Sample Design
A
sample design
can be described by two factors.
Sampling method
. Sampling method refers to the rules and procedures by whichsome elements of the population are included in the sample. Some commonsampling methods are described elsewhere in the tutorial (seesimple randomsampling,stratified sampling, andcluster sampling.)
Estimator
. The estimation process for calculating sample statistics is called theestimator. Different sampling methods may use different estimators. For example,the formula for computing a mean score with a simple random sample is differentfrom the formula for computing a mean score with a stratified sample. Similarly,the formula for thestandard error  may vary from one sampling method to the next.The "best" sample design depends on survey objectives and on survey resources. For example, a researcher might select the most economical design that provides a desiredlevel of precision. Or, if the budget is limited, a researcher might choose the design that provides the greatest precision without going over budget. Or other factors might guidethe choice of sample design.
Statistics Tutorial:Analysis of Simple Random Samples
Simple random sampling
refers to a sampling method that has the following properties.
The population consists of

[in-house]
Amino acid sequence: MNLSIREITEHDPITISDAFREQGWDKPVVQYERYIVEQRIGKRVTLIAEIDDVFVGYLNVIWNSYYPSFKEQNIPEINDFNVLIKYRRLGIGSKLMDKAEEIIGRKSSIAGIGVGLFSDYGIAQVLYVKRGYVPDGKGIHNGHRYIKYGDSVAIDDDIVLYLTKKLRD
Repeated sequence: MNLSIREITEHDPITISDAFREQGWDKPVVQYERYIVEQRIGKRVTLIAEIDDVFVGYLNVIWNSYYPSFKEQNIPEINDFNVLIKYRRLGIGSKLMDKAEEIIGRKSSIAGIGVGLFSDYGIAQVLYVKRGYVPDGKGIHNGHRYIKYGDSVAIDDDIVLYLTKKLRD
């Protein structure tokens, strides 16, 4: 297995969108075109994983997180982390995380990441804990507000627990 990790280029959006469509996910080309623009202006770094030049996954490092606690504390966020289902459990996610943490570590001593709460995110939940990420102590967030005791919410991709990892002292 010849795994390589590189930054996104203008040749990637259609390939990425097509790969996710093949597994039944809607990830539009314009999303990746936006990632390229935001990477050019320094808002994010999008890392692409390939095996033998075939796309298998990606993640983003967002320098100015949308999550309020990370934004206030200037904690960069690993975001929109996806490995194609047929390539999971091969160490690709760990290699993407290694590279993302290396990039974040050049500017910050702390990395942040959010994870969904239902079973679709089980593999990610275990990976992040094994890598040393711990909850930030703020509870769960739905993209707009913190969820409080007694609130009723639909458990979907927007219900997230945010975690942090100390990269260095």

N 
objects.
The sample consists of 
n
objects.
 
All possible samples of 
n
objects are equally likely to occur.The main benefit of simple random sampling is that it guarantees that the sample chosenis representative of the population. This ensures that the statistical conclusions will bevalid.There are many ways to obtain a simple random sample. One way would be the lotterymethod. Each of the
 N 
population members is assigned a unique number. The numbersare placed in a bowl and thoroughly mixed. Then, a blind-folded researcher selects
n
numbers. Population members having the selected numbers are included in the sample.
Notation
The following notation is helpful, when we talk about simple random sampling.
σ: The knownstandard deviationof the population.
σ
2
: The known variance of the population.
 P 
: The true population  proportion.
 N 
: The number of observations in the population.
x: The sample estimate of the population mean.
 s
: The sample estimate of the standard deviation of the population.
 s
2
: The sample estimate of the population variance.
 p
: The proportion of successes in the sample.
n
: The number of observations in the sample.
SD
: The standard deviation of the sampling distribution.
SE 
: Thestandard error . (This is an estimate of the standard deviation of thesampling distribution.)
Σ = Summation symbol, used to compute sums over the sample. ( To illustrate itsuse, Σ x
i
= x
1
+ x
2
+ x
3
+ ... + x
m-1
+ x
m
)
The Variability of the Estimate
The precisionof asample design is directly related to the variability of the estimate. Two common measures of variability are thestandard deviation(SD) of the estimate and the